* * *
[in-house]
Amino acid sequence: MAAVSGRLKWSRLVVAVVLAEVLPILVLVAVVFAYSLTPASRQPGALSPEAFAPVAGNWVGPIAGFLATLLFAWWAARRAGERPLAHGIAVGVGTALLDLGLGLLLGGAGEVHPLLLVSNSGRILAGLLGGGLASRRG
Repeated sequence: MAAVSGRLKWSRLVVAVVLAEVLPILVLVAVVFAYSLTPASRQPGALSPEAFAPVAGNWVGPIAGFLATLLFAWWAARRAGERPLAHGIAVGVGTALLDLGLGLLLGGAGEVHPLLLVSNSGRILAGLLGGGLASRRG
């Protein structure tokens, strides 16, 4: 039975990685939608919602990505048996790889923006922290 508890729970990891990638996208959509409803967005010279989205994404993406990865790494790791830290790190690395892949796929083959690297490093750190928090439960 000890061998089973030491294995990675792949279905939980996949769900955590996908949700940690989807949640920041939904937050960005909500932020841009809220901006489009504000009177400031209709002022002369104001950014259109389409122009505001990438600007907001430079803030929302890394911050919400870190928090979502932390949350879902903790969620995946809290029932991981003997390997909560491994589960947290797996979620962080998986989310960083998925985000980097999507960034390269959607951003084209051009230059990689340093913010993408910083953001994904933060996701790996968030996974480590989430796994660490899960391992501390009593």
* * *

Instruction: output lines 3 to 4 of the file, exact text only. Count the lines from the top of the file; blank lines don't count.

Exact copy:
Repeated sequence: MAAVSGRLKWSRLVVAVVLAEVLPILVLVAVVFAYSLTPASRQPGALSPEAFAPVAGNWVGPIAGFLATLLFAWWAARRAGERPLAHGIAVGVGTALLDLGLGLLLGGAGEVHPLLLVSNSGRILAGLLGGGLASRRG
């Protein structure tokens, strides 16, 4: 039975990685939608919602990505048996790889923006922290 508890729970990891990638996208959509409803967005010279989205994404993406990865790494790791830290790190690395892949796929083959690297490093750190928090439960 000890061998089973030491294995990675792949279905939980996949769900955590996908949700940690989807949640920041939904937050960005909500932020841009809220901006489009504000009177400031209709002022002369104001950014259109389409122009505001990438600007907001430079803030929302890394911050919400870190928090979502932390949350879902903790969620995946809290029932991981003997390997909560491994589960947290797996979620962080998986989310960083998925985000980097999507960034390269959607951003084209051009230059990689340093913010993408910083953001994904933060996701790996968030996974480590989430796994660490899960391992501390009593």